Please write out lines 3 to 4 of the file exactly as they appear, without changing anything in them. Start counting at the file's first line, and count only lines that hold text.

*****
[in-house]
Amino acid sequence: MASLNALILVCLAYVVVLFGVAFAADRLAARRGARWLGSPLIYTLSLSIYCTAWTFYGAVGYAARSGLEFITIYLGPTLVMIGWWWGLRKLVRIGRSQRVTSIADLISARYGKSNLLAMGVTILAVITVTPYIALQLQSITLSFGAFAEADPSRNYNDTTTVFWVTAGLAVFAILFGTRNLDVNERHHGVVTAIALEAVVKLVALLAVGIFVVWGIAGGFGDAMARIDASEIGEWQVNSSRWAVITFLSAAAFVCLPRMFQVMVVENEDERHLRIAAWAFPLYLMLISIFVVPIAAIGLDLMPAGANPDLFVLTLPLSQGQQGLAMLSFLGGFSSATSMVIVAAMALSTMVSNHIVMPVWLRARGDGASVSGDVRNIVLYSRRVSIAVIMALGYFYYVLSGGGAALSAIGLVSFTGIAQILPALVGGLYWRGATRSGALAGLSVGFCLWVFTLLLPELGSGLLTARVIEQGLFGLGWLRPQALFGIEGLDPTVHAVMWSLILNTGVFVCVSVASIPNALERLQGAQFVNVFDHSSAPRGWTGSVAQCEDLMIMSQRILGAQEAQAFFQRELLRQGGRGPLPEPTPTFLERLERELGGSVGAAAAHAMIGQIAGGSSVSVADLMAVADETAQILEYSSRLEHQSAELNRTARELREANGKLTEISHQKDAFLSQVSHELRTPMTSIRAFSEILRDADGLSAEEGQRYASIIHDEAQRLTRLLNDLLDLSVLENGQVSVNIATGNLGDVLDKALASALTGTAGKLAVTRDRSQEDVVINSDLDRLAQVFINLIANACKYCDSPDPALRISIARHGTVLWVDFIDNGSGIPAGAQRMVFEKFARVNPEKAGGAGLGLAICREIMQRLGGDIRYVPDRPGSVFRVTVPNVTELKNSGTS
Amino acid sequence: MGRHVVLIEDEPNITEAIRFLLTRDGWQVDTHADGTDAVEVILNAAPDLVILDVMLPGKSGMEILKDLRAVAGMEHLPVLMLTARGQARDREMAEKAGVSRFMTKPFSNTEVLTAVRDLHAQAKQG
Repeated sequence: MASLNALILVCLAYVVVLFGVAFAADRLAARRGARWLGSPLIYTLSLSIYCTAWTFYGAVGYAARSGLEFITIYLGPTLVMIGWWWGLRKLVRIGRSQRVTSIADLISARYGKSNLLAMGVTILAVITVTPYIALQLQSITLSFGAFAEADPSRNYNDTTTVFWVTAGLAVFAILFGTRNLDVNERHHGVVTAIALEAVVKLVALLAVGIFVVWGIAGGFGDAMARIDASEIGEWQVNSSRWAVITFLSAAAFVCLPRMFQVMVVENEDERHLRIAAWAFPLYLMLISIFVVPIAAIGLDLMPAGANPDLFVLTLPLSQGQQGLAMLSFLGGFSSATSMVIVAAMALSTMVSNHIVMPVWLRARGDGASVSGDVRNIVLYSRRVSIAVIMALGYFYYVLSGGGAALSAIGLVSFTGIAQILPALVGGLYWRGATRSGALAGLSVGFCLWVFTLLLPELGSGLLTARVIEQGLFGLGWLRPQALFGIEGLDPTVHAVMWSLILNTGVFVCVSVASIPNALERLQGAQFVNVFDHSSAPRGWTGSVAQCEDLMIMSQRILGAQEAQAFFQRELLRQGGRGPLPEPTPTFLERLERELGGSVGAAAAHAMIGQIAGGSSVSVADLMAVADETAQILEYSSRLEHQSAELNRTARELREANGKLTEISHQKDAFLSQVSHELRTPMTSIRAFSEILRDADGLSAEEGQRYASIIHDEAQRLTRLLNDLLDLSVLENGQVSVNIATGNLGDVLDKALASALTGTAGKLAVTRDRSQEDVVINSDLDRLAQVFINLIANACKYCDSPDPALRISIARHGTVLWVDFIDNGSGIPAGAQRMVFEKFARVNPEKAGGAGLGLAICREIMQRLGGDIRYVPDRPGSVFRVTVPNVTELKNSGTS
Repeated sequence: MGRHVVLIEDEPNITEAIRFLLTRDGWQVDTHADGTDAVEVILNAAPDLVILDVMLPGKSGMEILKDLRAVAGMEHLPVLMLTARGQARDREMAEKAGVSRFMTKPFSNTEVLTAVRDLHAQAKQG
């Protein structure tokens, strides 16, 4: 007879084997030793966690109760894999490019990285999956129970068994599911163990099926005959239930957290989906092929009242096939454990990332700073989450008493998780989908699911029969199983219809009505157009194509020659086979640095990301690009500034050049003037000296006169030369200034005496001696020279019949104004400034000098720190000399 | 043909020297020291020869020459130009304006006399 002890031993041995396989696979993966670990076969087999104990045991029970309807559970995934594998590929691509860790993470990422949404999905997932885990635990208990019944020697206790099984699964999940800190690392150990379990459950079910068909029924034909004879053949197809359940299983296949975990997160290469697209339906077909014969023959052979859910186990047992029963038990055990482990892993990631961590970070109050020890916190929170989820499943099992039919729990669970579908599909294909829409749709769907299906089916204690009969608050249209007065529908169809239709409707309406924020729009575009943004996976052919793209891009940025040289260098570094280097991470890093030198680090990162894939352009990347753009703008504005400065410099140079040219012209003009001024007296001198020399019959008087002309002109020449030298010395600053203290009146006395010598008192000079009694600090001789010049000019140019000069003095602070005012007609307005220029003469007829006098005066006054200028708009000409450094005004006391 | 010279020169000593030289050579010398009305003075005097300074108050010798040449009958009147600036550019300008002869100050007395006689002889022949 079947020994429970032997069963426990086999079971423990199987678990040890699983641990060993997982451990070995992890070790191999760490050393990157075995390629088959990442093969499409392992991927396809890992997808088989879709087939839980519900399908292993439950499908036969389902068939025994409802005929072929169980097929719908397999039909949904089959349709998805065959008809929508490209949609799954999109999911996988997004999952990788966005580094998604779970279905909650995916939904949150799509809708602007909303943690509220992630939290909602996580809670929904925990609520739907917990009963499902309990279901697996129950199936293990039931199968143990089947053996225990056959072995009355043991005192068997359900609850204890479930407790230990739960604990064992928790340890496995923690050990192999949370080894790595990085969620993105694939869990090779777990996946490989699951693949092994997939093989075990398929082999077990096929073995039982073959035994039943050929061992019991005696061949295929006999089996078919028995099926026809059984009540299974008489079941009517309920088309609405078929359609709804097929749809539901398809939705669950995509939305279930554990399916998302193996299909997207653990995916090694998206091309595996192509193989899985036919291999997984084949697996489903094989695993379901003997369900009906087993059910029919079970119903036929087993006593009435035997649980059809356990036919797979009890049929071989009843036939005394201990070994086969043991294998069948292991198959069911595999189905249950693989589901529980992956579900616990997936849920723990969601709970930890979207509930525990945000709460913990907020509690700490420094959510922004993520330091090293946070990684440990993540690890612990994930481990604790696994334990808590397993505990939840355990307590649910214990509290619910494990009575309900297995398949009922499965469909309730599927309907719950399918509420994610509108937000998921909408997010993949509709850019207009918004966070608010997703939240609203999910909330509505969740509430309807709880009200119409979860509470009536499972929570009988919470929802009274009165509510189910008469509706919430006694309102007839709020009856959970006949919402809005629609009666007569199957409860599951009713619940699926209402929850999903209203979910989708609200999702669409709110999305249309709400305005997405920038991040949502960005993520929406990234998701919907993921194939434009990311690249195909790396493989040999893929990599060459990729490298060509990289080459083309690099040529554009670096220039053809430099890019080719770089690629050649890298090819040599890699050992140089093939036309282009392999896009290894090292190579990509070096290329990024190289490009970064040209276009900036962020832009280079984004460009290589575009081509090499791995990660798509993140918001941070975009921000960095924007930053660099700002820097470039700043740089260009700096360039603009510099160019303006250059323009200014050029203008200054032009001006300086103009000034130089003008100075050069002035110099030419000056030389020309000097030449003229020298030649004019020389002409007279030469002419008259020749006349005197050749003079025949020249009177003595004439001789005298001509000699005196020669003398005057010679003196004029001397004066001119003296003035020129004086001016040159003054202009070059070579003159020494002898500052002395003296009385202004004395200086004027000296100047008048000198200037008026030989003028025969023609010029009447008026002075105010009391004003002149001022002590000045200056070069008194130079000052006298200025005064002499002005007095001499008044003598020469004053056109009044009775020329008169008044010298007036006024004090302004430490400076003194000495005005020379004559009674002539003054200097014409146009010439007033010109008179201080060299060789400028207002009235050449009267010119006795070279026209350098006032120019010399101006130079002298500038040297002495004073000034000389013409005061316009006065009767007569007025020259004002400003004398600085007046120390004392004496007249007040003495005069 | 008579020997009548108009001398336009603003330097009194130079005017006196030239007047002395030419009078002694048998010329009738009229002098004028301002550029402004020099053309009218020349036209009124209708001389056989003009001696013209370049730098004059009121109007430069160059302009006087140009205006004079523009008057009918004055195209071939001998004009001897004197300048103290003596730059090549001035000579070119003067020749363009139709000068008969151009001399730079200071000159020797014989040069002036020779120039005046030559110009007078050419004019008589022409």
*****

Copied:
Amino acid sequence: MGRHVVLIEDEPNITEAIRFLLTRDGWQVDTHADGTDAVEVILNAAPDLVILDVMLPGKSGMEILKDLRAVAGMEHLPVLMLTARGQARDREMAEKAGVSRFMTKPFSNTEVLTAVRDLHAQAKQG
Repeated sequence: MASLNALILVCLAYVVVLFGVAFAADRLAARRGARWLGSPLIYTLSLSIYCTAWTFYGAVGYAARSGLEFITIYLGPTLVMIGWWWGLRKLVRIGRSQRVTSIADLISARYGKSNLLAMGVTILAVITVTPYIALQLQSITLSFGAFAEADPSRNYNDTTTVFWVTAGLAVFAILFGTRNLDVNERHHGVVTAIALEAVVKLVALLAVGIFVVWGIAGGFGDAMARIDASEIGEWQVNSSRWAVITFLSAAAFVCLPRMFQVMVVENEDERHLRIAAWAFPLYLMLISIFVVPIAAIGLDLMPAGANPDLFVLTLPLSQGQQGLAMLSFLGGFSSATSMVIVAAMALSTMVSNHIVMPVWLRARGDGASVSGDVRNIVLYSRRVSIAVIMALGYFYYVLSGGGAALSAIGLVSFTGIAQILPALVGGLYWRGATRSGALAGLSVGFCLWVFTLLLPELGSGLLTARVIEQGLFGLGWLRPQALFGIEGLDPTVHAVMWSLILNTGVFVCVSVASIPNALERLQGAQFVNVFDHSSAPRGWTGSVAQCEDLMIMSQRILGAQEAQAFFQRELLRQGGRGPLPEPTPTFLERLERELGGSVGAAAAHAMIGQIAGGSSVSVADLMAVADETAQILEYSSRLEHQSAELNRTARELREANGKLTEISHQKDAFLSQVSHELRTPMTSIRAFSEILRDADGLSAEEGQRYASIIHDEAQRLTRLLNDLLDLSVLENGQVSVNIATGNLGDVLDKALASALTGTAGKLAVTRDRSQEDVVINSDLDRLAQVFINLIANACKYCDSPDPALRISIARHGTVLWVDFIDNGSGIPAGAQRMVFEKFARVNPEKAGGAGLGLAICREIMQRLGGDIRYVPDRPGSVFRVTVPNVTELKNSGTS